Beinglas - TyndrumAlmost immediately after the CP there is a big climb back to 1,2,3,4,5,6,7,8 and "any kind of a run is faster than walking", I was passed by Stuart Chalmers who (finished in 9:47) and was yo-yo ing with a group of 5 or so guys pretty much all the way through this section to the finish, I think we all finished within about a 4 minute spread eventually. Under the railway, under the road, one steep climb and its the flattish lead up to cow poo alley and the alley itself. Four weeks ago this was mid calf deep in cow sh*t, this time it was completely dry and solid. One last thigh burning climb after the big gate and I know its exactly 6 miles from the picnic bench, 8:43 on the watch. Anything under 2 hours will give me a pb but can I run 6 miles in a 75 minutes, including the roller coaster?
Is the suspense killing you yet?
|Smiling before the roller coaster -photo courtesy of Conor Cromie|
I actually enjoyed the roller coaster.
Across the A82 without a stop, 9:14 on the watch barring disaster I've nailed the PB but can I run 3 miles in 45 minutes?
Note this is a question that only Ultra runners will fully understand. Any normal runner when faced with this question will be thinking "That's only a 5 km parkrun" of course I can, seldom will they have seen the shuffling, sobbing and broken wrecks of humanity that can emerge after 50 miles of running.
There is a slope on the track into Auchtertyre 1,2,3,4,5,6,7,8, back under the A82, only 2 miles to go 9:27 on the watch, I think I can get sub 10, just keep moving "any kind of a run is faster than walking".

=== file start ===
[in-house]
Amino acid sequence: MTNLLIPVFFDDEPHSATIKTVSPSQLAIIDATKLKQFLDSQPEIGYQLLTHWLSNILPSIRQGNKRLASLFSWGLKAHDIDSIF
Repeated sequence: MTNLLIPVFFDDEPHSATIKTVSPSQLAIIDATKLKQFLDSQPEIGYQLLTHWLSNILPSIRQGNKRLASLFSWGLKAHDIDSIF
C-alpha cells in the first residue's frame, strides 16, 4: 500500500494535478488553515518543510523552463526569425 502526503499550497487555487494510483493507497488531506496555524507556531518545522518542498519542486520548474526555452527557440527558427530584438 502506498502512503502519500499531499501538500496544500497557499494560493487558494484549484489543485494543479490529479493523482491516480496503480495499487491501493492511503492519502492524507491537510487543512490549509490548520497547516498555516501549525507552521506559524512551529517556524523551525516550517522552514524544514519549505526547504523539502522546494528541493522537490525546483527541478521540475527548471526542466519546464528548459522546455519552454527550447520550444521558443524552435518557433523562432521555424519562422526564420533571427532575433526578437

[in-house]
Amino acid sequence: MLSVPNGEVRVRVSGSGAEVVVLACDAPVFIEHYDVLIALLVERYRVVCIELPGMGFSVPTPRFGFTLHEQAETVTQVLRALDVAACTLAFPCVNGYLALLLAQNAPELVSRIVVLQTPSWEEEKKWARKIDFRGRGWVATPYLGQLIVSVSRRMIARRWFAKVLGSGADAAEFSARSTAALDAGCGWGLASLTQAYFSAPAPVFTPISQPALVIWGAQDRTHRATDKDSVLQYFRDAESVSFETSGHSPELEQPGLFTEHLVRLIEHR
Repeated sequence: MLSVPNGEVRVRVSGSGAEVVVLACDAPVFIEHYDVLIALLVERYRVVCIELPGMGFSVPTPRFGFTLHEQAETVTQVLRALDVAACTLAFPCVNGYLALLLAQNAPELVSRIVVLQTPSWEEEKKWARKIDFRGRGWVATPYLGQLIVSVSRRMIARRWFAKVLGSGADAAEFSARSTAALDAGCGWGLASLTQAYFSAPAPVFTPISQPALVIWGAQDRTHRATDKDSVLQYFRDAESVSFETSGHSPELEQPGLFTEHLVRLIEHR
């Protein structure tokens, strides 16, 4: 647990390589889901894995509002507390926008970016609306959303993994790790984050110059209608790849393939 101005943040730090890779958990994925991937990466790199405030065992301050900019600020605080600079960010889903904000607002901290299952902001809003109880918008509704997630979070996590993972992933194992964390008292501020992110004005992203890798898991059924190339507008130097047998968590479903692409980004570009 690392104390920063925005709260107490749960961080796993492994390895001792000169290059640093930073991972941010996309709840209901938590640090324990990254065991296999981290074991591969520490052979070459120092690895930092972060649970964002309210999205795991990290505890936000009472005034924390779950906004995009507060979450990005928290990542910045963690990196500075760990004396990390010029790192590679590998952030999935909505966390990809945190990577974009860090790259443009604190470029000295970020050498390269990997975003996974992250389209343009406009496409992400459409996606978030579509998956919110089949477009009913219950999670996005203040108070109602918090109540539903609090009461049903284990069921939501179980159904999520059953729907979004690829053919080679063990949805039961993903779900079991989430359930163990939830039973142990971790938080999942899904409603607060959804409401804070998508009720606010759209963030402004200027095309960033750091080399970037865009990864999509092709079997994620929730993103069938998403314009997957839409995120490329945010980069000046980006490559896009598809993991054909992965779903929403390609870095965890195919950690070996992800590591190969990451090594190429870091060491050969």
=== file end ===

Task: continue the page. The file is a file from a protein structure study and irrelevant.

There are no more hills but I take it gingerly over the cattle grid, I'm not risking anything at this stage, one last right turn and it past the stone bench which is exactly 1 mile from the finish. I stub my foot on a protruding rock just like last year and almost take my first tumble of the day. All throughout the day walkers have unfailingly stepped aside without asking, and usually with a "well done" or similar comment, but here within sight of the finish I actually have to shout to get past. On to the track, I can hear the pipers, a wave and a thank-you to them and its round the corner to the finish, I'm going to give it the beans because not only is sub 10 in the bag, I might bag a 1 hour PB even if only ny a few seconds.
|Finishing straight - photo courtesy of Ian Anderson|
I'm aware of Ann and Choppy at the side of the course, but I'm focussed on the finish arch, for once I've got a finish photo where I'm running, both feet off the deck.
Through the arch, stop the watch................
9 hours 50 minutes and 17 seconds
the magic sub ten hours and a 1 hour PB although I'm tired I'm not the broken man I usually am, although this photo may suggest otherwise.
|I'm just resting -honest- photo courtesy of Ian Anderson|
Caroline came home in 10:43:03 an incredible time considering she turned her ankle with 15 miles to go, spent an hour with Sean the race medic and ended up heading back to A & E in Dumfries to get it checked out.
I thought Johnny Fling and his team had excelled themselves last year, but this year was even better. This is an incredible value race £38 and you get medal, technical t-shirt, prosecco, a fling buff, free beer, free soup, free massage and a free ceilidh in the evening. Not to mention free photos which most other big races would charge for and free timing updates via Facebook.
The day would not be possible without the veritable army of volunteer marshalls, supporters, drivers, time keepers and all the hundred other tasks required. To each and every one of you I say a huge, heartfelt and unequivocal thank you.
A big thanks also to Ann who looked after us all in various states of disrepair at the finish and to Choppy who stepped in to drive Caroline back down to Dumfries, thanks big guy.
Since this post is already as long as a Peter Jackson movie, I'll put together a separate post on nutrition and lessons learned.
Well done to each and every finisher, commiserations to those who didn't make it to the finish, for whatever reason.
Next up The Cateran Trail Ultra in 3 weeks time, just need to recover from this one first, now then 1,2,3,4,5,6,7,8